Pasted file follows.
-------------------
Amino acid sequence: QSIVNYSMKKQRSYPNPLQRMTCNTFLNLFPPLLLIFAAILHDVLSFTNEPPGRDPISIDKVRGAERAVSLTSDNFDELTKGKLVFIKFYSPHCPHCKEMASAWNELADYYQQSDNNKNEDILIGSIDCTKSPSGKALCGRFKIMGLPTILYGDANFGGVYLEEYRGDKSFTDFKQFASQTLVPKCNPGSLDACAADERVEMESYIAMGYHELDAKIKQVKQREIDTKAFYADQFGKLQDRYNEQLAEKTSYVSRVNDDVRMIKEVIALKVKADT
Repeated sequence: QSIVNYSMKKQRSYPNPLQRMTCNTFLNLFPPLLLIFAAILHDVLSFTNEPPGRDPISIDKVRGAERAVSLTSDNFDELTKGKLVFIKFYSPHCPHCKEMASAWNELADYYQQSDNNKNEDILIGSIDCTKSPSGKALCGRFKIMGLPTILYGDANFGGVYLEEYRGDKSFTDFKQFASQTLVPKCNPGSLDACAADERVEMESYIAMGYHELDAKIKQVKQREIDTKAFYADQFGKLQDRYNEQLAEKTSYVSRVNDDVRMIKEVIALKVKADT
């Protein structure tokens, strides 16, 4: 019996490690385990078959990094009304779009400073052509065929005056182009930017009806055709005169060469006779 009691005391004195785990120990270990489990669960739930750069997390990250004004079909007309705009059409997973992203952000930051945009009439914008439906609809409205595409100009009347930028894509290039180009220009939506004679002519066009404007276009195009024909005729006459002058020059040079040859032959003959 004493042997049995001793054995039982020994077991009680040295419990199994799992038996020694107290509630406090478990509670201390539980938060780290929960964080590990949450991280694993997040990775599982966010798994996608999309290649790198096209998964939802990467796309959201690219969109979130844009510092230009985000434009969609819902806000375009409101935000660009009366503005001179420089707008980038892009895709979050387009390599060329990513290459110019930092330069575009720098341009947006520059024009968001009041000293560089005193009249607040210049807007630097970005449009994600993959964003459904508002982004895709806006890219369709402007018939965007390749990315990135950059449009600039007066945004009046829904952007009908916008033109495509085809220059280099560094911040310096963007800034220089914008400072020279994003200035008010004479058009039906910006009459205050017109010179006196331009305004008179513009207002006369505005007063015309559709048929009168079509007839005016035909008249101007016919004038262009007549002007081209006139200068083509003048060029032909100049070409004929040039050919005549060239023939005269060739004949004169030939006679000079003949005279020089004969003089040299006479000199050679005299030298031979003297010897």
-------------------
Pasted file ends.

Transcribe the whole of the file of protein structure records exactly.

Amino acid sequence: QSIVNYSMKKQRSYPNPLQRMTCNTFLNLFPPLLLIFAAILHDVLSFTNEPPGRDPISIDKVRGAERAVSLTSDNFDELTKGKLVFIKFYSPHCPHCKEMASAWNELADYYQQSDNNKNEDILIGSIDCTKSPSGKALCGRFKIMGLPTILYGDANFGGVYLEEYRGDKSFTDFKQFASQTLVPKCNPGSLDACAADERVEMESYIAMGYHELDAKIKQVKQREIDTKAFYADQFGKLQDRYNEQLAEKTSYVSRVNDDVRMIKEVIALKVKADT
Repeated sequence: QSIVNYSMKKQRSYPNPLQRMTCNTFLNLFPPLLLIFAAILHDVLSFTNEPPGRDPISIDKVRGAERAVSLTSDNFDELTKGKLVFIKFYSPHCPHCKEMASAWNELADYYQQSDNNKNEDILIGSIDCTKSPSGKALCGRFKIMGLPTILYGDANFGGVYLEEYRGDKSFTDFKQFASQTLVPKCNPGSLDACAADERVEMESYIAMGYHELDAKIKQVKQREIDTKAFYADQFGKLQDRYNEQLAEKTSYVSRVNDDVRMIKEVIALKVKADT
């Protein structure tokens, strides 16, 4: 019996490690385990078959990094009304779009400073052509065929005056182009930017009806055709005169060469006779 009691005391004195785990120990270990489990669960739930750069997390990250004004079909007309705009059409997973992203952000930051945009009439914008439906609809409205595409100009009347930028894509290039180009220009939506004679002519066009404007276009195009024909005729006459002058020059040079040859032959003959 004493042997049995001793054995039982020994077991009680040295419990199994799992038996020694107290509630406090478990509670201390539980938060780290929960964080590990949450991280694993997040990775599982966010798994996608999309290649790198096209998964939802990467796309959201690219969109979130844009510092230009985000434009969609819902806000375009409101935000660009009366503005001179420089707008980038892009895709979050387009390599060329990513290459110019930092330069575009720098341009947006520059024009968001009041000293560089005193009249607040210049807007630097970005449009994600993959964003459904508002982004895709806006890219369709402007018939965007390749990315990135950059449009600039007066945004009046829904952007009908916008033109495509085809220059280099560094911040310096963007800034220089914008400072020279994003200035008010004479058009039906910006009459205050017109010179006196331009305004008179513009207002006369505005007063015309559709048929009168079509007839005016035909008249101007016919004038262009007549002007081209006139200068083509003048060029032909100049070409004929040039050919005549060239023939005269060739004949004169030939006679000079003949005279020089004969003089040299006479000199050679005299030298031979003297010897």